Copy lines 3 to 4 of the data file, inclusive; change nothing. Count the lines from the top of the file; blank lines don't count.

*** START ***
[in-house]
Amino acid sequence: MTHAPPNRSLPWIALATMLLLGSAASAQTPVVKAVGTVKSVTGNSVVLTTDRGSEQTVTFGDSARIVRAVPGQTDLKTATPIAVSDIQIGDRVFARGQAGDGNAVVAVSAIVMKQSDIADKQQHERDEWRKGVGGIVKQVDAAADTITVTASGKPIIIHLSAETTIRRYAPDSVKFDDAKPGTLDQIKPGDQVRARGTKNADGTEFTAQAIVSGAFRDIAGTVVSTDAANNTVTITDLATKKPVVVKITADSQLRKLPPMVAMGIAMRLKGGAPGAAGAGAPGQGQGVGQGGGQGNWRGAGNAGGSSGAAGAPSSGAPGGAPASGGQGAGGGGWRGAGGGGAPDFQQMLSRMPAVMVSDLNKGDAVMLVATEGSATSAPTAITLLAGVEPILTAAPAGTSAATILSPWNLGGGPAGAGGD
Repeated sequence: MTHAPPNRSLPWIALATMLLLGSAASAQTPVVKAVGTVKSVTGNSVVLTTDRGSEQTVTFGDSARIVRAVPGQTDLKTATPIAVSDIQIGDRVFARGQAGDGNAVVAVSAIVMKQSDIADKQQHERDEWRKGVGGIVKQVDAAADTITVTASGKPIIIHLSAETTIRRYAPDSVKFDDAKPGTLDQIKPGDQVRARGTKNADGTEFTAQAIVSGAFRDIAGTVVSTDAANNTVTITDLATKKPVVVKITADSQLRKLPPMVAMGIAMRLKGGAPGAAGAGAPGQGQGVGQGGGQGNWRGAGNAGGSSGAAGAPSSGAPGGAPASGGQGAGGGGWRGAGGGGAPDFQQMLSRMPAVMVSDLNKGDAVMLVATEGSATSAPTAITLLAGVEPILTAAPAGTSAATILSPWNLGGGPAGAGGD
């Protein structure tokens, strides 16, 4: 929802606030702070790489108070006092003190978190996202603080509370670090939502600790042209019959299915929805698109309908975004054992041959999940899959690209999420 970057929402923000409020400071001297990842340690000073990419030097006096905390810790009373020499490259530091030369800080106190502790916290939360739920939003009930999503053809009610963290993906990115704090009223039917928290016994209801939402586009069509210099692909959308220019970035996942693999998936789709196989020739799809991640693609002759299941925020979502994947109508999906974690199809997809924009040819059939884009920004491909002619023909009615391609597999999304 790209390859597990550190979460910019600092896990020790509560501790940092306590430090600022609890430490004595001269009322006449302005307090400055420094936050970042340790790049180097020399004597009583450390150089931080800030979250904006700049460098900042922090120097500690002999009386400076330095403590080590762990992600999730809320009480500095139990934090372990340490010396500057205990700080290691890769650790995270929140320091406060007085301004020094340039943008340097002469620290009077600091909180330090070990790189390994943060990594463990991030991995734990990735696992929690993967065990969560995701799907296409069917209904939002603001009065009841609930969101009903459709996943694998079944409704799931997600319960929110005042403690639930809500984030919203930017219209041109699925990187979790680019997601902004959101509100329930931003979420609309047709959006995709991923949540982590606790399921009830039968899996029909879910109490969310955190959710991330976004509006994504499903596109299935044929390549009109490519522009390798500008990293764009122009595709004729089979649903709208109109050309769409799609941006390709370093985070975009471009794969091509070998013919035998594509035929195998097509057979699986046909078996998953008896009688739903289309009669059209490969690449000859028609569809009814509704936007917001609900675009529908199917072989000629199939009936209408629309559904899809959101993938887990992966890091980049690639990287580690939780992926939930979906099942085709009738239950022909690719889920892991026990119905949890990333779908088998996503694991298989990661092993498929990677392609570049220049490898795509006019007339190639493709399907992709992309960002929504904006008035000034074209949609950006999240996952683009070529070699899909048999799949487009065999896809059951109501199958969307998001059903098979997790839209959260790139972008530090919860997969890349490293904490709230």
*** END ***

Repeated sequence: MTHAPPNRSLPWIALATMLLLGSAASAQTPVVKAVGTVKSVTGNSVVLTTDRGSEQTVTFGDSARIVRAVPGQTDLKTATPIAVSDIQIGDRVFARGQAGDGNAVVAVSAIVMKQSDIADKQQHERDEWRKGVGGIVKQVDAAADTITVTASGKPIIIHLSAETTIRRYAPDSVKFDDAKPGTLDQIKPGDQVRARGTKNADGTEFTAQAIVSGAFRDIAGTVVSTDAANNTVTITDLATKKPVVVKITADSQLRKLPPMVAMGIAMRLKGGAPGAAGAGAPGQGQGVGQGGGQGNWRGAGNAGGSSGAAGAPSSGAPGGAPASGGQGAGGGGWRGAGGGGAPDFQQMLSRMPAVMVSDLNKGDAVMLVATEGSATSAPTAITLLAGVEPILTAAPAGTSAATILSPWNLGGGPAGAGGD
């Protein structure tokens, strides 16, 4: 929802606030702070790489108070006092003190978190996202603080509370670090939502600790042209019959299915929805698109309908975004054992041959999940899959690209999420 970057929402923000409020400071001297990842340690000073990419030097006096905390810790009373020499490259530091030369800080106190502790916290939360739920939003009930999503053809009610963290993906990115704090009223039917928290016994209801939402586009069509210099692909959308220019970035996942693999998936789709196989020739799809991640693609002759299941925020979502994947109508999906974690199809997809924009040819059939884009920004491909002619023909009615391609597999999304 790209390859597990550190979460910019600092896990020790509560501790940092306590430090600022609890430490004595001269009322006449302005307090400055420094936050970042340790790049180097020399004597009583450390150089931080800030979250904006700049460098900042922090120097500690002999009386400076330095403590080590762990992600999730809320009480500095139990934090372990340490010396500057205990700080290691890769650790995270929140320091406060007085301004020094340039943008340097002469620290009077600091909180330090070990790189390994943060990594463990991030991995734990990735696992929690993967065990969560995701799907296409069917209904939002603001009065009841609930969101009903459709996943694998079944409704799931997600319960929110005042403690639930809500984030919203930017219209041109699925990187979790680019997601902004959101509100329930931003979420609309047709959006995709991923949540982590606790399921009830039968899996029909879910109490969310955190959710991330976004509006994504499903596109299935044929390549009109490519522009390798500008990293764009122009595709004729089979649903709208109109050309769409799609941006390709370093985070975009471009794969091509070998013919035998594509035929195998097509057979699986046909078996998953008896009688739903289309009669059209490969690449000859028609569809009814509704936007917001609900675009529908199917072989000629199939009936209408629309559904899809959101993938887990992966890091980049690639990287580690939780992926939930979906099942085709009738239950022909690719889920892991026990119905949890990333779908088998996503694991298989990661092993498929990677392609570049220049490898795509006019007339190639493709399907992709992309960002929504904006008035000034074209949609950006999240996952683009070529070699899909048999799949487009065999896809059951109501199958969307998001059903098979997790839209959260790139972008530090919860997969890349490293904490709230």